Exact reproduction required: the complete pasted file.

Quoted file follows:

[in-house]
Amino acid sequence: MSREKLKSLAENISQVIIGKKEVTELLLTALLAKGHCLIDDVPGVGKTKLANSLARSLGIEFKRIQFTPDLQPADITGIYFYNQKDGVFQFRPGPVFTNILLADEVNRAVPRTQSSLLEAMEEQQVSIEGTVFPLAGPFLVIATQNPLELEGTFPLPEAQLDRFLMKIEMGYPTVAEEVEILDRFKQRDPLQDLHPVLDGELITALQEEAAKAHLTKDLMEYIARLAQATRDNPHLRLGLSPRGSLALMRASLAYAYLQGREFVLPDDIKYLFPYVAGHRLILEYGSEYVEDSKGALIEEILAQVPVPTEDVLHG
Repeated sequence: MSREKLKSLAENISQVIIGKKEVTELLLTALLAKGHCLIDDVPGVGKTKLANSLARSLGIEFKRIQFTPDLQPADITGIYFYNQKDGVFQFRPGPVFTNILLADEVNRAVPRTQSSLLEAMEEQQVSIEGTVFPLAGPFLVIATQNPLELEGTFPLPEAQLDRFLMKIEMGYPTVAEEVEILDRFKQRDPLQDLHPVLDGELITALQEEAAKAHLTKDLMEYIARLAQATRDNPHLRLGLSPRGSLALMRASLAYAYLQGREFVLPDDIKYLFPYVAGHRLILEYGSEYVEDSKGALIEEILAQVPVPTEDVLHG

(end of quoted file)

[in-house]
Amino acid sequence: MSREKLKSLAENISQVIIGKKEVTELLLTALLAKGHCLIDDVPGVGKTKLANSLARSLGIEFKRIQFTPDLQPADITGIYFYNQKDGVFQFRPGPVFTNILLADEVNRAVPRTQSSLLEAMEEQQVSIEGTVFPLAGPFLVIATQNPLELEGTFPLPEAQLDRFLMKIEMGYPTVAEEVEILDRFKQRDPLQDLHPVLDGELITALQEEAAKAHLTKDLMEYIARLAQATRDNPHLRLGLSPRGSLALMRASLAYAYLQGREFVLPDDIKYLFPYVAGHRLILEYGSEYVEDSKGALIEEILAQVPVPTEDVLHG
Repeated sequence: MSREKLKSLAENISQVIIGKKEVTELLLTALLAKGHCLIDDVPGVGKTKLANSLARSLGIEFKRIQFTPDLQPADITGIYFYNQKDGVFQFRPGPVFTNILLADEVNRAVPRTQSSLLEAMEEQQVSIEGTVFPLAGPFLVIATQNPLELEGTFPLPEAQLDRFLMKIEMGYPTVAEEVEILDRFKQRDPLQDLHPVLDGELITALQEEAAKAHLTKDLMEYIARLAQATRDNPHLRLGLSPRGSLALMRASLAYAYLQGREFVLPDDIKYLFPYVAGHRLILEYGSEYVEDSKGALIEEILAQVPVPTEDVLHG